Older children may be encouraged to think about the food chains that they can see. What does a caterpillar eat? Does anything then eat the caterpillar?
This could lead in to discussions about biodiversity and what may happen if you took away a food source such as leaves and grass. What would happen to the caterpillars, and their predators?
One of the main focus of this year’s Earth Day activities is cleaning up our environment to make sure waste ends up in the right place. Recycling is becoming easier and easier to do and commonplace in the UK, but there are still some areas that end up covered in litter. Why not take a look around on your walk and do your bit to clear up litter. Most councils will have litter picking equipment available to book out to use in a litter pick. Why not organise some of your local community to help? Or think even bigger and tackle a larger area such as a local park or beach. You can even register your cleanup on the Earth Day website!
Everyone has a ‘Foodprint’. This is the environmental impacts that are associated with growing, transporting, storing of and producing our foods. Whilst it’s true that vegetarian and vegan diets can help reduce your ‘foodprint’, you don’t have to give up your favourite foods for good if you’d like to reduce your ‘foodprint’. How about having a meat-free day? Learn new ways to cook meals with meat replacements, or just tasty ways to cook vegetables in different ways!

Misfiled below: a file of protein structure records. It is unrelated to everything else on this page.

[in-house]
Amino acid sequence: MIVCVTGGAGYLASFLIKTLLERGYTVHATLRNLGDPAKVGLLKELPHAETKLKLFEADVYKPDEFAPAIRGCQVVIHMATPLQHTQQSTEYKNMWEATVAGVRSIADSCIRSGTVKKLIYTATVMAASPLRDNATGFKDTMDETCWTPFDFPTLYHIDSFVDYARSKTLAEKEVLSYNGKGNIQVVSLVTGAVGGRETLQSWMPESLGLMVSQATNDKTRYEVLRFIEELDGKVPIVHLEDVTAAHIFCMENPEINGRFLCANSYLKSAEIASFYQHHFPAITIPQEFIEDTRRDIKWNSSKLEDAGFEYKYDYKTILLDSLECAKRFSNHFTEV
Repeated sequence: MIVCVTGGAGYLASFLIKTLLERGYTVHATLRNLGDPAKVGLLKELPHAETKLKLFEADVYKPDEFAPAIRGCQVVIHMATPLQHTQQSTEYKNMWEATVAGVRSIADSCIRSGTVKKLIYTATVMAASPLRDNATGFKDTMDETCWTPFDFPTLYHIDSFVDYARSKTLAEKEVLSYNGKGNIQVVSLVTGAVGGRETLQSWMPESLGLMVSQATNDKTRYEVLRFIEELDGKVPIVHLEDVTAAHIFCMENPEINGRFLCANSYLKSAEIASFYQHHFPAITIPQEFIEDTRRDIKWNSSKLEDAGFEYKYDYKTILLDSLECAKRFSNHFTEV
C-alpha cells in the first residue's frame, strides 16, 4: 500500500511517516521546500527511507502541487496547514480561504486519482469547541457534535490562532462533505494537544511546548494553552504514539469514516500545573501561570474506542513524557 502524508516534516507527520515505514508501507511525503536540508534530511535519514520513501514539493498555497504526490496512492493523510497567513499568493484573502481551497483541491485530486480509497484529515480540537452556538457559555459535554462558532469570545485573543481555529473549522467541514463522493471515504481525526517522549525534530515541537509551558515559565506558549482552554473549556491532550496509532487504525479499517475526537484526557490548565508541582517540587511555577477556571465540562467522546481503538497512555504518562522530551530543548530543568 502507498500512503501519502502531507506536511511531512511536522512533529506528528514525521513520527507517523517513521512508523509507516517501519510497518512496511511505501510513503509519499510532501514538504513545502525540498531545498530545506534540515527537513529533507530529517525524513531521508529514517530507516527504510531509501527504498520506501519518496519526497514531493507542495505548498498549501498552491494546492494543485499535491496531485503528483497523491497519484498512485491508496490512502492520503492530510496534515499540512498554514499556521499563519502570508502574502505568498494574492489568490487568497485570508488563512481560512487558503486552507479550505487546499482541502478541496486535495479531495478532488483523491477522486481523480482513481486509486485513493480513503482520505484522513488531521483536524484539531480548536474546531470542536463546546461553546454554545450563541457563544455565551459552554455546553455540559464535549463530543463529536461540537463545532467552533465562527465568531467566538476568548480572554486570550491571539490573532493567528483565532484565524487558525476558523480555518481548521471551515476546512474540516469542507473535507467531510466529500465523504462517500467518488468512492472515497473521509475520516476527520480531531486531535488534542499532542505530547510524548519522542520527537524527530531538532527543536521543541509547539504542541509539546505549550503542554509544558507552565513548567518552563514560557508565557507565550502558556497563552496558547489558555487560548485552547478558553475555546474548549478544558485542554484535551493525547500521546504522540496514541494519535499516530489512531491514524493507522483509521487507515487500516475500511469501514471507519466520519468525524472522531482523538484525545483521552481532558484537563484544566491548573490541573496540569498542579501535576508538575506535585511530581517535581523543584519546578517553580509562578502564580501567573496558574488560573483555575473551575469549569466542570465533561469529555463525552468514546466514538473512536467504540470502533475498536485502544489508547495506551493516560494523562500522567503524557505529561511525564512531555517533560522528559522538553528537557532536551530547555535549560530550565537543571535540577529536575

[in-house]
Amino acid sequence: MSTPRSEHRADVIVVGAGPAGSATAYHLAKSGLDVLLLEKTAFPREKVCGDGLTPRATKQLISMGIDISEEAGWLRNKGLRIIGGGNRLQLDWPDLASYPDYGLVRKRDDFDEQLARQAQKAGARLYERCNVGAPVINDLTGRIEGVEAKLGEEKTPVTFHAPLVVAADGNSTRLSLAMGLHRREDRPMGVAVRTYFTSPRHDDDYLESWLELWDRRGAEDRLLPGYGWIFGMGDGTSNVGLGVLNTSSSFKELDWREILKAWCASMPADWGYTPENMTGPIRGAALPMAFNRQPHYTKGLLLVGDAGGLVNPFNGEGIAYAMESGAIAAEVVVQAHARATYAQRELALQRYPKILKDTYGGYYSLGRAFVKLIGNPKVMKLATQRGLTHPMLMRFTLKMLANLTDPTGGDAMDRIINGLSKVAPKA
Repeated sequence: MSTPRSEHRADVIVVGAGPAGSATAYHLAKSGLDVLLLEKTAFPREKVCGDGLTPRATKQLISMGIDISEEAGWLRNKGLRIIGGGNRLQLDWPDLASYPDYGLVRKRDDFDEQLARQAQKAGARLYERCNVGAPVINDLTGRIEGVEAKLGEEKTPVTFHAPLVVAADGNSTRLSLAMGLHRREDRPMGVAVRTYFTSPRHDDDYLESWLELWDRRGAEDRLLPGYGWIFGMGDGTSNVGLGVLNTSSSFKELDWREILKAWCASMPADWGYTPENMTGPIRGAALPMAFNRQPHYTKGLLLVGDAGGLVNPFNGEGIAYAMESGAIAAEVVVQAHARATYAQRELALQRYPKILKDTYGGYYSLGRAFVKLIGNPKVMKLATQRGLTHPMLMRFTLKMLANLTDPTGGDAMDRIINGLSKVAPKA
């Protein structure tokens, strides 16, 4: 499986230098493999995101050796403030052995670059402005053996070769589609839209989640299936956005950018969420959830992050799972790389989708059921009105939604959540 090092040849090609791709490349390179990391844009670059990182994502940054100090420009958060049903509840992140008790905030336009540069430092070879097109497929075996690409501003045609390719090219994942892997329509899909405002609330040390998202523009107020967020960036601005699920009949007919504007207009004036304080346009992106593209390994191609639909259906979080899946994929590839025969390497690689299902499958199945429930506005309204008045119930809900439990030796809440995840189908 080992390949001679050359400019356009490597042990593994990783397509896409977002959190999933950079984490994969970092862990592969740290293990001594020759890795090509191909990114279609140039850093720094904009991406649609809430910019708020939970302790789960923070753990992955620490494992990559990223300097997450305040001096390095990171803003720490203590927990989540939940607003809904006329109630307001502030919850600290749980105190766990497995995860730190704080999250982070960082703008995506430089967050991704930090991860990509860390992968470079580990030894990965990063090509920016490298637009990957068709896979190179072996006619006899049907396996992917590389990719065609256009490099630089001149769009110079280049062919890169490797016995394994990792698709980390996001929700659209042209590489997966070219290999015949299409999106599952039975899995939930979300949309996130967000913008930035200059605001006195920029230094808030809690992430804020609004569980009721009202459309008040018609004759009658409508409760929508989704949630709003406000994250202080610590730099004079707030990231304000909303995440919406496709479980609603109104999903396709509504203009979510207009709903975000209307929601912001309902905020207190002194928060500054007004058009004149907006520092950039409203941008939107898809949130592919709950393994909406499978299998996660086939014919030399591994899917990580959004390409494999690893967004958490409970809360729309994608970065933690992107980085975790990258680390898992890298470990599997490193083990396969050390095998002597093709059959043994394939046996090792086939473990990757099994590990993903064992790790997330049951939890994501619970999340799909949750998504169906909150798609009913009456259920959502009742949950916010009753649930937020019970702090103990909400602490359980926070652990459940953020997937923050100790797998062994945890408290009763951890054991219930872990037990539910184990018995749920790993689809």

Do a taste test with your children. Do they prefer roasted, steamed or boiled carrots? Try new fruits for dessert and have your children help you prepare them. Life skills and new experiences in the same move!
Create a garden together. Whether it is a window box, a vegetable patch or just a single herb plant, teach your children how to care for a plant and keep it healthy. Even better if you get to use the fruits (and/or vegetables) of your labour in a new recipe!
Have your children think about the energy and water being used at school and at home. How can we make sure we don’t waste energy and water unnecessarily? Challenge the children to create posters to put up around the area to remind users to turn off lights or the tap when they aren’t being used.
Our Water Scarcity lessons may be a suitable resource for this!
However you choose to mark the day, make sure you’re sharing your activities with your communities and with PlanBee! We’d love to hear what you get up to!
Planning looks quite detailed, engaging and differentiated to support everyone’s learning :)
Thank you, Eva! We hope that you and your class enjoy using the resources :-)
This unit has some good ideas but needed a lot of tweaking to make a suitable unit for my Y3 class. This made it a rather expensive buy and not the best value for money for me.
Hi James, thank you for your comments. This is a Year 5/6 scheme of work so we can understand how it might not have been best suited to your Year 3 class. We have sent you an email - please check your inbox :-)
Exactly what I was looking for, thank you.
We're so pleased to hear that - thanks, Molly!
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Thanks, Kyla :-)
We're pleased you think so, Alison!